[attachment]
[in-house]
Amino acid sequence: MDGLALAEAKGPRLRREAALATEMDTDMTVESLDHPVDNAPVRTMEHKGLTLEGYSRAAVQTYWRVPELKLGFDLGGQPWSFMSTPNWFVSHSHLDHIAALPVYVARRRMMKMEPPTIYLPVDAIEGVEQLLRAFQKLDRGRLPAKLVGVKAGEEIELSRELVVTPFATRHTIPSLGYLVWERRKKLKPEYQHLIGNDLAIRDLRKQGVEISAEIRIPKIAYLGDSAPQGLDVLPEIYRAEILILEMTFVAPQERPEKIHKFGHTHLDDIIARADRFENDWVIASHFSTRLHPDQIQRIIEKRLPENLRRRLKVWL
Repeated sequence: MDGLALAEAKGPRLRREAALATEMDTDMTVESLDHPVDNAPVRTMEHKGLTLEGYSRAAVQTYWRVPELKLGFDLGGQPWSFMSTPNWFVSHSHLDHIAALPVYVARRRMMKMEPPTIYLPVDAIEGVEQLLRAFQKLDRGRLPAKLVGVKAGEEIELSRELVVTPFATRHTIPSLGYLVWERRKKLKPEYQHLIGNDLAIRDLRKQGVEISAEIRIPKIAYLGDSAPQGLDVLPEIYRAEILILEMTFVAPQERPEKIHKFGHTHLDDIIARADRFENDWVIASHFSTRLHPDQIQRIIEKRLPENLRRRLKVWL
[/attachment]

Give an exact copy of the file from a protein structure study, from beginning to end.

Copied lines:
[in-house]
Amino acid sequence: MDGLALAEAKGPRLRREAALATEMDTDMTVESLDHPVDNAPVRTMEHKGLTLEGYSRAAVQTYWRVPELKLGFDLGGQPWSFMSTPNWFVSHSHLDHIAALPVYVARRRMMKMEPPTIYLPVDAIEGVEQLLRAFQKLDRGRLPAKLVGVKAGEEIELSRELVVTPFATRHTIPSLGYLVWERRKKLKPEYQHLIGNDLAIRDLRKQGVEISAEIRIPKIAYLGDSAPQGLDVLPEIYRAEILILEMTFVAPQERPEKIHKFGHTHLDDIIARADRFENDWVIASHFSTRLHPDQIQRIIEKRLPENLRRRLKVWL
Repeated sequence: MDGLALAEAKGPRLRREAALATEMDTDMTVESLDHPVDNAPVRTMEHKGLTLEGYSRAAVQTYWRVPELKLGFDLGGQPWSFMSTPNWFVSHSHLDHIAALPVYVARRRMMKMEPPTIYLPVDAIEGVEQLLRAFQKLDRGRLPAKLVGVKAGEEIELSRELVVTPFATRHTIPSLGYLVWERRKKLKPEYQHLIGNDLAIRDLRKQGVEISAEIRIPKIAYLGDSAPQGLDVLPEIYRAEILILEMTFVAPQERPEKIHKFGHTHLDDIIARADRFENDWVIASHFSTRLHPDQIQRIIEKRLPENLRRRLKVWL